“These results show that in everyday life, people can recognize the intentions of others better and faster when they are actively involved in a ‘social mode’,” explains Nicolas Burra, associate professor at the Faculty of Psychology and Educational Sciences and director of the Experimental Social Cognition Laboratory (ESClab) at UNIGE, who led this research.

An advanced method

The method used yields extremely accurate results for these two mechanisms. By integrating the analysis of neural activity using electroencephalography (EEG) with machine learning techniques, the research team was able to predict the decoding of gaze and head direction even before the participants were aware of it.

”This method represents a major technical innovation in this field and allows a much more precise analysis than previously possible,” adds Nicolas Burra.

In people with autism spectrum disorders, the decoding of this information may be impaired and avoidance of eye contact may become preferential. This is also the case in Alzheimer’s disease, where memory problems during the progression of the disease impoverish the person’s relationships with others and often lead to social withdrawal. It is therefore essential to understand the neural mechanisms involved in detecting gaze direction.

The research results and the method used make a concrete contribution to the early diagnosis of autism spectrum disorders in children. As for Alzheimer’s disease, one of the most striking symptoms as the disease progresses is the inability to recognize faces, even those of family members.

This study therefore paves the way for a better understanding of the neural mechanisms associated with impaired social interaction and memory for faces – a topic currently being studied by Dr. Tautvydaitė at McGill University in Canada. UNIGE’s ESClab laboratory research will continue in this area by analyzing these processes during real-life social interactions.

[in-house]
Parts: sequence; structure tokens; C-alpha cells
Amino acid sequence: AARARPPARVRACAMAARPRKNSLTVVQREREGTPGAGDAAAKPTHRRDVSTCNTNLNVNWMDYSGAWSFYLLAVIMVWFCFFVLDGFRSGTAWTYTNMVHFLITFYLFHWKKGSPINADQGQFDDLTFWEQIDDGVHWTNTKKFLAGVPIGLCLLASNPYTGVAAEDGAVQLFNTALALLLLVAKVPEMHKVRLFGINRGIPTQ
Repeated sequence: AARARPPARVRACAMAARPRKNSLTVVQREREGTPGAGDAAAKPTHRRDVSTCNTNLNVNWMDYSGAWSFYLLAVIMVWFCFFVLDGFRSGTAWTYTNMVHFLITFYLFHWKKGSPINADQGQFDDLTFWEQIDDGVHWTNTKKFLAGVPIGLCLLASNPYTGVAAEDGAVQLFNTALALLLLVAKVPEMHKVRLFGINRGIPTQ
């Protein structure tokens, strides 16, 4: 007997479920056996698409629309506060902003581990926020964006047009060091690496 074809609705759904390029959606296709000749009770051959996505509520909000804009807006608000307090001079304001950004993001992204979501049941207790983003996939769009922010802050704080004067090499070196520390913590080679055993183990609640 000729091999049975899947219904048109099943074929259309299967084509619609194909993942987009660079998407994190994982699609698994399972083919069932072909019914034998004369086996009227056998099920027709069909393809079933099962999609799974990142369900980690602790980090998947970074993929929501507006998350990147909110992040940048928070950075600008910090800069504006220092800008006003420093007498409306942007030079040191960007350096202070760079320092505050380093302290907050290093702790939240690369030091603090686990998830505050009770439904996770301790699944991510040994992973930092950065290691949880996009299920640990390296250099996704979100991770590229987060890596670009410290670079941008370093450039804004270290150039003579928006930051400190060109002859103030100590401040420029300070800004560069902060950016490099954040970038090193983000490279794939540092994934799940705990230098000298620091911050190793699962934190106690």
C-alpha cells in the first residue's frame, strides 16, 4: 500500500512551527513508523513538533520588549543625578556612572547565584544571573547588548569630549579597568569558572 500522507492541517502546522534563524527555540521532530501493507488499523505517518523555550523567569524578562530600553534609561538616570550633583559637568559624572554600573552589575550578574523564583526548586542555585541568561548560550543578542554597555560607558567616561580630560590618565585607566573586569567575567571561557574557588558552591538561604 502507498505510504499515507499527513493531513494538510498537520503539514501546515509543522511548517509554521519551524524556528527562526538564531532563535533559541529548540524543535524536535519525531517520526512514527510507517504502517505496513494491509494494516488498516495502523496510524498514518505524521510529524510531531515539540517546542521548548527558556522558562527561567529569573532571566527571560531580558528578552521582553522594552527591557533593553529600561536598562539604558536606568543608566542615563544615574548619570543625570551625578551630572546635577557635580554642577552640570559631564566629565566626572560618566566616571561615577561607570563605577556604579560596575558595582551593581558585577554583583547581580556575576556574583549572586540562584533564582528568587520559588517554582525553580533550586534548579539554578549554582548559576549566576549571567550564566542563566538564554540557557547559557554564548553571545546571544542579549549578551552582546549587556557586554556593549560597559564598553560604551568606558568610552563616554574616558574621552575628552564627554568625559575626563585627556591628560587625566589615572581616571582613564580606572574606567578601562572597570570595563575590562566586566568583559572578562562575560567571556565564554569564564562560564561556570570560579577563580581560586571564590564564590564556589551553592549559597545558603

About this visual neuroscience research news

Author: Antoine Guenot
Source: University of Geneva
Contact: Antoine Guenot – University of Geneva
Image: The image is attributed to Neuroscience News

Original research: Open access.
“The timing of gaze direction perception: ERP decoding and task modulation” by Nicolas Burra et al. NeuroImage


The timing of gaze direction perception: ERP decoding and task modulation

Being able to distinguish the direction in which another person’s gaze is directed is incredibly important in everyday social interaction, as it provides crucial information about the attention and therefore intentions of that person.

The temporal dynamics of gaze processing were investigated using event-related potentials (ERPs) recorded using electroencephalography (EEG).

However, the timing at which our brains distinguish gaze direction (GD), regardless of other facial cues, remains unclear. To address this question, the aim of the current study was to investigate the time course of gaze direction processing, using an ERP decoding approach based on the combination of a support vector machine and error-correcting output codes.

We recorded EEG in young healthy subjects, 32 of whom performed GD detection and 34 performed face orientation tasks. Both tasks presented 3D realistic faces with each five different head and gaze orientations: 30°, 15° to the left or right and 0°.

While classical ERP analyses showed no clear GD effects, ERP decoding analyses revealed that discrimination of GD, regardless of head orientation, began at 140 ms in the GD task and at 120 ms in the face orientation task. GD decoding accuracy was higher in the GD task than in the face orientation task and was highest for direct gaze in both tasks.

These findings suggest that brain pattern decoding is influenced by task relevance, altering the latency and accuracy of GD decoding.